Whether driving off the Tee or taking a second shot from half way along the fairway, the golfer’s mind should be on the task in hand. So I cannot understand this need to clutter one’s mind with useless data. So the pin is XYZ yards from your ball, but what is the point of using a book, notes, markers or an electronic aid to tell you the distance in feet, yards or even XX amount of baked bean cans? Neither my mind, nor my body operates in feet, yardage or, as I said, baked bean cans to define distance. It’s that inward instinct of looking and relooking then letting the mind control the body and shot that counts. Yards, feet or baked bean cans are data that the mind let alone the body cannot equate. Don’t agree? Then let’s look at the sequence of events when taking a shot.

Having noticed the distance from ball to pin, be it by natural visual or artificial means, having then selected ones club, the golfer just prior to his/her shot allows the mind/body to control the process of hitting the ball. It becomes automatic, sub conscious to a point. No more reference to distance be it electronic, marker, book or whatever, it’s now down to eye brain and body co-ordination. One’s eyes look to the target, then the ball, then the target. During the time the brain is controlling all the functions including checking and rechecking distance vs. strength of swing, until finally satisfied, at which time the mind is in full control instructing the body to proceed with the shot. The skill of the golfer (achieved by being a natural, well-practiced, or still learning) dictates the quality and accuracy of the shot. However, that whole process had, in truth, zero to do with outside distance information, because at the mille-seconds before the club makes contact with the ball, the mind had deleted the distance info in preference for what the eyes told the brain, and the brain instructed the body to do. In other words, all golfers when it comes to hitting the ball do so by instinct and are not in any way, governed by the distance information no matter its outside source.

The difference being, that I was taught in the end the body has controls (the control differs per individual due to nature), not via outside aids, as the brain is still faster and quicker than any current aid.  Also, not forgetting that the brain will pre-set the mind/body co-ordinations to the default mode, making all other info null and void, solely relying on that last visual input at the time of the final action. So in the end we all play in the same format – that is by instinct.

Furthermore, I am able to feel totally content and satisfied that I achieved my score utilising God’s gifts and not conning myself (while spending good money) utilising useless gimmicks.

Golfers do not need distance aids. Like drinking or smoking we can get addicted to these things and when we are weaned off them our confidence suffers because we believe the distance aids were responsible for our current level of play/skill. With Distance Aids it’s just about getting over the belief that they do help when, in fact, all they actually help is to drain your bank account chasing what you already possess. There can be no more enjoyment or satisfaction in knowing you did it your way, unaided, and if it was a good shot, that inward joy that makes us play the game time after time.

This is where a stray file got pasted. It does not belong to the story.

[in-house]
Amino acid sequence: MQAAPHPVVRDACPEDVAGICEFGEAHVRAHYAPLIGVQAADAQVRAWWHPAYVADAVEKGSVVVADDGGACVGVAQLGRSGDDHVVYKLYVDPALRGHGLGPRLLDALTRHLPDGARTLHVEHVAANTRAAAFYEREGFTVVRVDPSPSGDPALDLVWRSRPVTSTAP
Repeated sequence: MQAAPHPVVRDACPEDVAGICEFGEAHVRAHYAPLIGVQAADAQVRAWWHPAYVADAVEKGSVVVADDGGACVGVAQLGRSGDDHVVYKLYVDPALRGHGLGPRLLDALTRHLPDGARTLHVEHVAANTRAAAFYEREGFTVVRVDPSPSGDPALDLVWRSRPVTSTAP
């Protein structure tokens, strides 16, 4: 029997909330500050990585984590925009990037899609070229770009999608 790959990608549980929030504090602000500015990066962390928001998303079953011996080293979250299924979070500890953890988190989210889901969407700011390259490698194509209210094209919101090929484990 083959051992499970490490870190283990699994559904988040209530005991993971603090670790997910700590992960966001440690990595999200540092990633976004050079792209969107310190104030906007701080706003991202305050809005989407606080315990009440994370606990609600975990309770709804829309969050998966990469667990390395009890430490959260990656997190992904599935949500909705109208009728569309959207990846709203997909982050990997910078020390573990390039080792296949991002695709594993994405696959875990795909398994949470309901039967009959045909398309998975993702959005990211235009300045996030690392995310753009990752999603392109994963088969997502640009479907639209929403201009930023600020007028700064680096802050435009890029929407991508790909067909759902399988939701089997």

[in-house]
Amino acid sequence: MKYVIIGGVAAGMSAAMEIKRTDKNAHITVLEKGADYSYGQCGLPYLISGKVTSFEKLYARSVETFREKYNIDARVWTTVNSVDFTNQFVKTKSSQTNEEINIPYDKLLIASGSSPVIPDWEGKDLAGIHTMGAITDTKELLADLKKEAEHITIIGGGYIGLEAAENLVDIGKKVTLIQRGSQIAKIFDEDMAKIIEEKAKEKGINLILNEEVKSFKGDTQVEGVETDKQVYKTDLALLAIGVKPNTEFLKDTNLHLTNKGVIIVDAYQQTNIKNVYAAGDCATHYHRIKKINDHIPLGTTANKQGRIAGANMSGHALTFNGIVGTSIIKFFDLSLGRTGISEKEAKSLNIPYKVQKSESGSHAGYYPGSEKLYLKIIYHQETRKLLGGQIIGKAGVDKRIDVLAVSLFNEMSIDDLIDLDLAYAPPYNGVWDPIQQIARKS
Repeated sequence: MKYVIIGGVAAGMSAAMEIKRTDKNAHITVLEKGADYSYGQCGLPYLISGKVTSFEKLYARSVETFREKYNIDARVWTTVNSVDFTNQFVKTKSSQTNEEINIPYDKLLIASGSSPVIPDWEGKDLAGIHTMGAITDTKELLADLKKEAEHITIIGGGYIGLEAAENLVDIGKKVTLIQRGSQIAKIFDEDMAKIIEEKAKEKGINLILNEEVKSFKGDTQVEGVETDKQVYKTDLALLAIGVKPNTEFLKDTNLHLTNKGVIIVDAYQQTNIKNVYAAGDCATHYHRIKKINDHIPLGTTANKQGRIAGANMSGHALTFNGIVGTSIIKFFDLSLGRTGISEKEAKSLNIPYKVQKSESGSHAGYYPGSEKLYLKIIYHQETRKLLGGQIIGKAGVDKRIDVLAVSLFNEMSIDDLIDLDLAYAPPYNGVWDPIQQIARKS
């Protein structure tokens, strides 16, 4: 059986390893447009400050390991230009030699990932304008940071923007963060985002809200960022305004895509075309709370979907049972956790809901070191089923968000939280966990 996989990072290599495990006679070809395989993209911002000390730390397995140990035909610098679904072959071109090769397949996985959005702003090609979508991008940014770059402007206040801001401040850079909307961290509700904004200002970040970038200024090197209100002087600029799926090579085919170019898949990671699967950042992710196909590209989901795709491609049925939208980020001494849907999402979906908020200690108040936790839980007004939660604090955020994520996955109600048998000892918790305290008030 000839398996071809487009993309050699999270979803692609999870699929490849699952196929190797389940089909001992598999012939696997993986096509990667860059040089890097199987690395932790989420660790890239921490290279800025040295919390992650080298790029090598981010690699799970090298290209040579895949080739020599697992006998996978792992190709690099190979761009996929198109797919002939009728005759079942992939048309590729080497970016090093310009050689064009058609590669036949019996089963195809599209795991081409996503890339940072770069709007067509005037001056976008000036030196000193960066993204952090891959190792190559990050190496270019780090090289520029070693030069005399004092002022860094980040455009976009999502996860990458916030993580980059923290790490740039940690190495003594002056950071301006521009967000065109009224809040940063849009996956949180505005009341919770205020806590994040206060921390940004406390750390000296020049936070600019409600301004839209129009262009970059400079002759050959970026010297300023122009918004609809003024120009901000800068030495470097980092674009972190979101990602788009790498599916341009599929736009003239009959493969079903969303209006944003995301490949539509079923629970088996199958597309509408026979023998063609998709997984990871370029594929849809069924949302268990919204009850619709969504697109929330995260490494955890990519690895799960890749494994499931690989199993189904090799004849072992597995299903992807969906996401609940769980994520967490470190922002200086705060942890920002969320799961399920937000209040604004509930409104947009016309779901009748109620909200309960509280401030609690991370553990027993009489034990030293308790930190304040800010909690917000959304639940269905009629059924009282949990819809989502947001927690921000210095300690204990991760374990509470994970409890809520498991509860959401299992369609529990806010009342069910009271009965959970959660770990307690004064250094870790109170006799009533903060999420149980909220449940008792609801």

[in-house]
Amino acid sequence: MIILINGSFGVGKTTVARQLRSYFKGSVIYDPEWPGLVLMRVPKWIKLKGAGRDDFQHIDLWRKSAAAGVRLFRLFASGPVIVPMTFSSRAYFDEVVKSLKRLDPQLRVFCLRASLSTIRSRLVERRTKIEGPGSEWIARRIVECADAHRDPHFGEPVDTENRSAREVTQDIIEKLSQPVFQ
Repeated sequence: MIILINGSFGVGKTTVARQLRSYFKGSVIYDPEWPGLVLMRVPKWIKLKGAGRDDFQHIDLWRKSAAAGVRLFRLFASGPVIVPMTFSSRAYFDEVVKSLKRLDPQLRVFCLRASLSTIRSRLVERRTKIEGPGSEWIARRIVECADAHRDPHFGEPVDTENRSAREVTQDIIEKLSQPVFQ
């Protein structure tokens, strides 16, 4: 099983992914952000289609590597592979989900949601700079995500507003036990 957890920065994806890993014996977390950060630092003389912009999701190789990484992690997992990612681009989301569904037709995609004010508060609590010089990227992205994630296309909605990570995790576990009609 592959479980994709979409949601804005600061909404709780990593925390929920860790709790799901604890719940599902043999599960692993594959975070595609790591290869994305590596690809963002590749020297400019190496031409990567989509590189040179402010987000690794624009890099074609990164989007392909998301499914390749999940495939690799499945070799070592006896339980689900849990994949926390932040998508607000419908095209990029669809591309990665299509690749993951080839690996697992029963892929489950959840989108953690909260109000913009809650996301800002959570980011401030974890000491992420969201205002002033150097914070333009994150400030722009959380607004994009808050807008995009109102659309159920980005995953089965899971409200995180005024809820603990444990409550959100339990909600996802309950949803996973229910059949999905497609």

What are five hidden gem courses in Scotland and England that the traveling golfer might be unaware?

The modern game has perhaps placed a different meaning to the term ‘hidden gems’. However, I define them as places that offer me good constant golf with the added bonus of the Morning and Afternoon games offering up different challenges.

At the same time, smaller clubs have courses which are enjoyably thanks to their environment. So base upon this definition I offer up the following, but in no order of preference.


I can’t leave out Askernish, can I? It’s the most encouraging course that has come to light in the last 100 years. There is a lesson to be learnt regards Land Fit For Purpose, or the need for expensive irrigation not to mention drainage. However, will potential clubs, their club committees and club owners, let alone Architects/Designers actually understand what has been achieved at Askernish or will it all be lost, perhaps absorbed in money, costs and feasibility arguments? The question, is there a will, if there is then there is always a way.

Will the word sustainability ever actually mean anything to modern club owners and their advisors? I fear, because we have this stupid mentality, that we have the money (perhaps not in the amounts we had in the past) plus the technology, so let’s rebuild it – but for what purpose? Perhaps to reduce the challenge that made it so special in the first place. Just what would be the point? So let’s enjoy a little moment or two, looking at Askernish and remember why we took up the game in the first place. You know, that great game our fathers knew so very well from their youth, pre 1940’s, that game called golf.

Askernish was born out of understanding the past by a bunch of real golfers and their generous friends, which I believe holds an important lesson for the future development of GCA. The question is will owners and clubs allow the good designers the freedom to select the land as well as undertake the design and development of the course – to work with the natural landscape or are we for ever cursed with the notion that over-watered, super manicured courses are the order of the day?

There are so many small out of the way fun courses. It’s difficult to name them all but a few worth noting are Bridge of Allan GC; Golf Club House Elie; Leven Golfing Society;  Machrihanish GC; Machrie GC;  Kinghorn GC;  Callander GC;  King James VI; Strathpeffer Spa GC; Ladybank GC; Baildon GC and CleeveHill GC. There are a host more, but it depends just what each golfer is actually seeking.